Inter-professional Communication in Multistakehodler Diplomacy


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  • Course leader starts with identifying a communicational gap between professional cultures referring to the gap between theory (academics, scientists) and practice (policy-makers, lawyers, diplomats, corporate sector, civil society) in global governance. Course leader focuses at the uneasy relations and collaboration between academics and scientists, policy-makers and diplomats, business and civil society representatives. Their relations have often been characterized as mutual aversion and misunderstanding culminating in ignoring and labeling the professional culture of the Other. Academics and practitioners do not look at the same issue from the same perspective; they are using different lenses while talking on the same issue. While academics are looking to ‘explain’ the issue, practitioners ‘deal’ with the issue focusing to achieve the best possible outcome. Though the communicational gap between professional cultures cannot be abolished, it can be ‘bridged’ with mutual understanding of each other professional culture.
  • When they talk about same issues, diplomats and lawyers tend to frame their discussion while preferring the legal corpus which suits them best … Diplomats are likely to take their argument and expressions from the filed of international public law Lawyers prefer taking their argument from domestic law, criminal law and legal procedure
  • While identifying free levels of distinct cultures -- national, organizational and professional -- course leader may analyze each of them while stressing how they may unite and / or divide negotiators. A negotiator who is well aware of such an interplay between distinct cultures, may exploit cultures compatible with negotiator’s cultures in order to open a chanel of communication and reach an agreement with other side.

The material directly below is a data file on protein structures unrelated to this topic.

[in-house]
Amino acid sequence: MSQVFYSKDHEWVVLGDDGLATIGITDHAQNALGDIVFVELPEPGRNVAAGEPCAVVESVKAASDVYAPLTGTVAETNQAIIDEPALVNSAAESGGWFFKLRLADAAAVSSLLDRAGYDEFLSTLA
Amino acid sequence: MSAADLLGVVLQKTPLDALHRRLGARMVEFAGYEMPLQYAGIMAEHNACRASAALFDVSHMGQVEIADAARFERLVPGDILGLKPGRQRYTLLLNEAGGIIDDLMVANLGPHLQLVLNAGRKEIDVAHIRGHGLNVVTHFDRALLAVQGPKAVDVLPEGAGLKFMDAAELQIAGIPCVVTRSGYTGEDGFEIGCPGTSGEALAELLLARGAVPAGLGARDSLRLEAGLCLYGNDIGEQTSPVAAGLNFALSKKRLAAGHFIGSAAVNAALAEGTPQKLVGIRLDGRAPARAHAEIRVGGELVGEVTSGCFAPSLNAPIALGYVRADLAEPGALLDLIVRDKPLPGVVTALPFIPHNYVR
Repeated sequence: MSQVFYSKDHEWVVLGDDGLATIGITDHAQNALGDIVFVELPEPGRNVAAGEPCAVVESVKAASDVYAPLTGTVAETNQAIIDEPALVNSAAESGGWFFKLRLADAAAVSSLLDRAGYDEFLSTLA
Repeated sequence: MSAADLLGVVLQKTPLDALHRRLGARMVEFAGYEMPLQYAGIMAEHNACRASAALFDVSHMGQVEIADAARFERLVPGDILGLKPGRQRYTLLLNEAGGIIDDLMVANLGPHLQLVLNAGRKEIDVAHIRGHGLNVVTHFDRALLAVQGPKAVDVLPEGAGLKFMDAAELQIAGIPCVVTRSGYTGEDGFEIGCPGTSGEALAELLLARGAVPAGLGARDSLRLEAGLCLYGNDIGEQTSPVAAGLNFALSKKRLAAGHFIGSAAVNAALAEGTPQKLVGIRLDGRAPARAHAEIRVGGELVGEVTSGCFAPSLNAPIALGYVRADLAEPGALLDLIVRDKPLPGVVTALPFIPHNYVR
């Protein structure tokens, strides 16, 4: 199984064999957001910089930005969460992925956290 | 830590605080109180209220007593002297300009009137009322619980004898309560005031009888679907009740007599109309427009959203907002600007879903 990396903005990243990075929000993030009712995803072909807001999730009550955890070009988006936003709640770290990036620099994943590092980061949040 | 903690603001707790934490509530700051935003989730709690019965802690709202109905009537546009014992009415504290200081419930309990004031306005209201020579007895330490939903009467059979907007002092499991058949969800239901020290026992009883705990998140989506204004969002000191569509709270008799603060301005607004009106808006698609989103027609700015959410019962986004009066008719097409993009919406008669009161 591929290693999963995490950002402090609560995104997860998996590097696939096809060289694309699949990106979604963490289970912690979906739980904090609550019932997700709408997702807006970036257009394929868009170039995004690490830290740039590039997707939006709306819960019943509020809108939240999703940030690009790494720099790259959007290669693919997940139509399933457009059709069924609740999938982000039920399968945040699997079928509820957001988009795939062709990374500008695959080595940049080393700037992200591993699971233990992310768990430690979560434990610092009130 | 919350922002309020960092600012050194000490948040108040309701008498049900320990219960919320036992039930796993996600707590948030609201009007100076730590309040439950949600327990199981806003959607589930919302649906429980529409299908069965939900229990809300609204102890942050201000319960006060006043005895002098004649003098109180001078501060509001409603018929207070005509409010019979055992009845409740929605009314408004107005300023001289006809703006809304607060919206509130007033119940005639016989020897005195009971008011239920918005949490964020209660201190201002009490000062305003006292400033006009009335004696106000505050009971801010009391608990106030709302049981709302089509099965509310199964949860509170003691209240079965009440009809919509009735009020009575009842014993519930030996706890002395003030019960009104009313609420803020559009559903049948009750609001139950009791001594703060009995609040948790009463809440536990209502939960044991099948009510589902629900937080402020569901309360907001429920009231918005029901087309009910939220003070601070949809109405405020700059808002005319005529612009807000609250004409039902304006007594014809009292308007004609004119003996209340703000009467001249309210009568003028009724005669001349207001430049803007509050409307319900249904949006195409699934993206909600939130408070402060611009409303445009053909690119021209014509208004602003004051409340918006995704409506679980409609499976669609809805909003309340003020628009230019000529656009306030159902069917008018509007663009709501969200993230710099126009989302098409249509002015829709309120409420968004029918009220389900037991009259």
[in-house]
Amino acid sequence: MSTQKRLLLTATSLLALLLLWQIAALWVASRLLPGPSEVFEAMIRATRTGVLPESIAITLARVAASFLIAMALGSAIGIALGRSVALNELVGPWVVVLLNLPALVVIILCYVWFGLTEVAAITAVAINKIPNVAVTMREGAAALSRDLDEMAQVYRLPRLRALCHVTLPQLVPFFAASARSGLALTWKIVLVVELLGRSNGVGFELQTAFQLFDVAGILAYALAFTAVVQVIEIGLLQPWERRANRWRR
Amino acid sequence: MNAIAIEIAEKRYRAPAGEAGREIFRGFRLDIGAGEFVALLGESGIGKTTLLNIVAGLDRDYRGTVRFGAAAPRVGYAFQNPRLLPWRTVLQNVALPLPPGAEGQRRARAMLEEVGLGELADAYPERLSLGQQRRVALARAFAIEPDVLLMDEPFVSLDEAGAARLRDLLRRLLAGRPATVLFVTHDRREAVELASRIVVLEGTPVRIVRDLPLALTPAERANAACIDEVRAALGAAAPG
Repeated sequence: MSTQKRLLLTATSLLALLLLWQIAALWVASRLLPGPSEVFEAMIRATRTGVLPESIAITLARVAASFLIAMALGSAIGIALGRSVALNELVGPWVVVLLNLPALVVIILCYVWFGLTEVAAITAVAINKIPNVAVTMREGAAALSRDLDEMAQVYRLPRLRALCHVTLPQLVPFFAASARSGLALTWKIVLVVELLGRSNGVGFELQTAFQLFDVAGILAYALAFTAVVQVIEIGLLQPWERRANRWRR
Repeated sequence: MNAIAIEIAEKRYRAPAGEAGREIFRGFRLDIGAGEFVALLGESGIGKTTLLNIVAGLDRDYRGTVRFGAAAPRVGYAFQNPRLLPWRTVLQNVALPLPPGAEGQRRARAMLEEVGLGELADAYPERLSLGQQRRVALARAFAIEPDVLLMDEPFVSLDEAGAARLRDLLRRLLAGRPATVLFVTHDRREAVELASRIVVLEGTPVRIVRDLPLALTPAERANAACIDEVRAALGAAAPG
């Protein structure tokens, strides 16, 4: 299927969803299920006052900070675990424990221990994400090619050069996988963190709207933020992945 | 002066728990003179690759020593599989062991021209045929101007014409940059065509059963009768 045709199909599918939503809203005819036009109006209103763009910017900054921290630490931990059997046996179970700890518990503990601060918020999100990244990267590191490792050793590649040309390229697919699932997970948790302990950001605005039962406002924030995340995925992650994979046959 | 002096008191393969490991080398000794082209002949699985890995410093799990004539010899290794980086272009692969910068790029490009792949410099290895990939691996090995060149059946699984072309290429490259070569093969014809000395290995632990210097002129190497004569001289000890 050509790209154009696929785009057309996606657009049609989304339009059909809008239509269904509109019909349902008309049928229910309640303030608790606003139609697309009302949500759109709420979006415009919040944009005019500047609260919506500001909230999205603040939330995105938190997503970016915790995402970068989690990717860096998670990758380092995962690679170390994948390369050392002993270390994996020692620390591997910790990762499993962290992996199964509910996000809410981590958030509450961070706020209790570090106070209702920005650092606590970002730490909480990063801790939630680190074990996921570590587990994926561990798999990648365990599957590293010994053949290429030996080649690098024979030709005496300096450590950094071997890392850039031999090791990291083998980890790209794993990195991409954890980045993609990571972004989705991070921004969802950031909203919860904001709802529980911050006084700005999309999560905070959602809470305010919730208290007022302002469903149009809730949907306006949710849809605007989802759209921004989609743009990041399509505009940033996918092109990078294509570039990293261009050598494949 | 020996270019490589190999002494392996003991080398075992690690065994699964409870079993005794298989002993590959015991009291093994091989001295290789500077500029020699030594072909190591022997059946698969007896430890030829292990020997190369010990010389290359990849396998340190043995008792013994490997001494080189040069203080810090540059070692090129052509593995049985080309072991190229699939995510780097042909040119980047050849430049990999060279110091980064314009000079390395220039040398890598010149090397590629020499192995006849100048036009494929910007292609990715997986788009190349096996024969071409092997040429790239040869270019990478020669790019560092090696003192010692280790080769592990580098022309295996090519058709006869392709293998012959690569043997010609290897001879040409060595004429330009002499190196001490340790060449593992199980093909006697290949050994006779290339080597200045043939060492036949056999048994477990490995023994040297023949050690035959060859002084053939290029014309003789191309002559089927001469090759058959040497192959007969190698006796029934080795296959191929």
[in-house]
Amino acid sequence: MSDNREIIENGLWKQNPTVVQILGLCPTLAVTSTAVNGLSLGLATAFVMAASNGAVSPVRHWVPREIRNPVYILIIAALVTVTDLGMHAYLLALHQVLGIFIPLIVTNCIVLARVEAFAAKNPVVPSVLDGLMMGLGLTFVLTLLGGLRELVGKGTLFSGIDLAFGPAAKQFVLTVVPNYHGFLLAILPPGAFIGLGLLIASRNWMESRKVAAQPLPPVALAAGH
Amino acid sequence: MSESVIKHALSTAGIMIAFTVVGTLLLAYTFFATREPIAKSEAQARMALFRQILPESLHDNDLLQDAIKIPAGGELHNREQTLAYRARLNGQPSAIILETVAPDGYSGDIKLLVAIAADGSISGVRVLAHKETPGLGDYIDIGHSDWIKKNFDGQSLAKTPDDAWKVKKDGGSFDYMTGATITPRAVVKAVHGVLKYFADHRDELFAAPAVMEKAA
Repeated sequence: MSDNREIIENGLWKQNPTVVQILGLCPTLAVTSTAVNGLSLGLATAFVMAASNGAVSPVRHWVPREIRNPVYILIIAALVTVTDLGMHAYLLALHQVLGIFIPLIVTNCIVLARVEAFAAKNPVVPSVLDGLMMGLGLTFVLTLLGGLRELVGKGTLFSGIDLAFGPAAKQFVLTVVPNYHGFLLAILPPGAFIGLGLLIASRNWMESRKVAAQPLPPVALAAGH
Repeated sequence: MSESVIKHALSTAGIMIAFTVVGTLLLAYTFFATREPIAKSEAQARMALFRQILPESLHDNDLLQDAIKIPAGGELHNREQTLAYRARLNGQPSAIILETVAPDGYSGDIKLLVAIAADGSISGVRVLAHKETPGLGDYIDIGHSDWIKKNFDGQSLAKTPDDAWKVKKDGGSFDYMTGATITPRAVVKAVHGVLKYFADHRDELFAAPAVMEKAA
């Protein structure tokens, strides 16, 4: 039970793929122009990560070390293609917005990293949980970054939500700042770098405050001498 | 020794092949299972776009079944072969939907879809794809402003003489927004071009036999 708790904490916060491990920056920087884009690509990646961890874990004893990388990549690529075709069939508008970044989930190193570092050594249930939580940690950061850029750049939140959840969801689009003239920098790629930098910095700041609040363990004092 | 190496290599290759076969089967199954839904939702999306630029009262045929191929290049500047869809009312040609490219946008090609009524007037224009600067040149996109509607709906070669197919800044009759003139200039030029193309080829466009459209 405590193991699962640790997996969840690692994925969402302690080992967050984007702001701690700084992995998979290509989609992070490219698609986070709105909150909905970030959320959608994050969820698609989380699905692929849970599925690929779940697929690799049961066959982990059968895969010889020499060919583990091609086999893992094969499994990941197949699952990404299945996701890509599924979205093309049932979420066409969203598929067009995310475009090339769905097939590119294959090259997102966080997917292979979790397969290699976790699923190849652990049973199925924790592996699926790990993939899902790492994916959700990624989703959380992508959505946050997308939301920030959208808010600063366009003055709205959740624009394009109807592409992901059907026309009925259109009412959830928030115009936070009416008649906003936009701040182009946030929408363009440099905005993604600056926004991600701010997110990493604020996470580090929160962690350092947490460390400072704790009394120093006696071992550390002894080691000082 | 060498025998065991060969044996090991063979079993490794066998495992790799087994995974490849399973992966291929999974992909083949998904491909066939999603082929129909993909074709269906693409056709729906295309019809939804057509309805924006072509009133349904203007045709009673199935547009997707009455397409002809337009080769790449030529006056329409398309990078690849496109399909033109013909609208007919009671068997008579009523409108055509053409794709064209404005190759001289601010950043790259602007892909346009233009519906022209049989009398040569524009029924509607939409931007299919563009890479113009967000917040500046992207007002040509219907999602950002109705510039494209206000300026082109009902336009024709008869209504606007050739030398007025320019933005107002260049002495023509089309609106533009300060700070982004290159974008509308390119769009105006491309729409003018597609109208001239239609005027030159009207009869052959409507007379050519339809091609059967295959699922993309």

• Course leader assesses the inter-professional communication on tree possible levels with its distinct culture: National culture shapes all individuals socialized in a give country and culture, its dominant values and language. National identity frames all other identities; Due to socialization, it comes in life before “organizational” and “professional” cultures. Individuals -- as citizens -- pay loyalty respectively to their “nation-state”. 2. Organizational culture shapes individuals with identity and values proper to institution or corporation in which professionals are working. Employer requires individuals to comply and identify with corporate values and promote them while working for corporation. Individuals -- as employees -- pay their loyalty respectively to their “institution” or “corporation”, being their employer. 3. Professional culture shapes individuals with identity and values proper to the vocation in which they have been trained. Individuals have a symbolical attachment to their vocation their exercising and give it a credit often for lifetime. Individuals -- as professionals -- pay their loyalty to their “vocation” for which they have been trained.
  • IG field represents an emerging field in international relations. It is a shift from traditional to post-modern diplomatic environment characterized through the change from multilateralism to multistakeholderism. Different actors included in IG process have distinct professional cultures, dress codes, codes of conduct, language, ideas. What they have all in common is their interest in IG - to manage information revolution and participate in information society. Being representatives of states, corporate sector and civil society, all stakeholders are interested to be a part of the negotiation process as well as to have another two global representatives involved. Why STATE ACTORS? - Presence of state representatives / diplomats gives to the process legitimacy and weight. The states may considerably influence any policy, while promoting or bring it to failure any project. Why NON-STATE ACTORS? Corporate sector is a global manufacturer, retailer and standard setting institution; no process can succeed or have a meaning without participation of the actor who is producing and selling ICT infrastructure and devices, tools and services. Civil society representatives (engineers) have conceived the ICT and represent the most important global user of the ICT as well as market for its sales. States have legal responsibility towards the citizens’ welfare, as private sector has a corporate responsibility towards the society, which is not only a market but also a moral entity.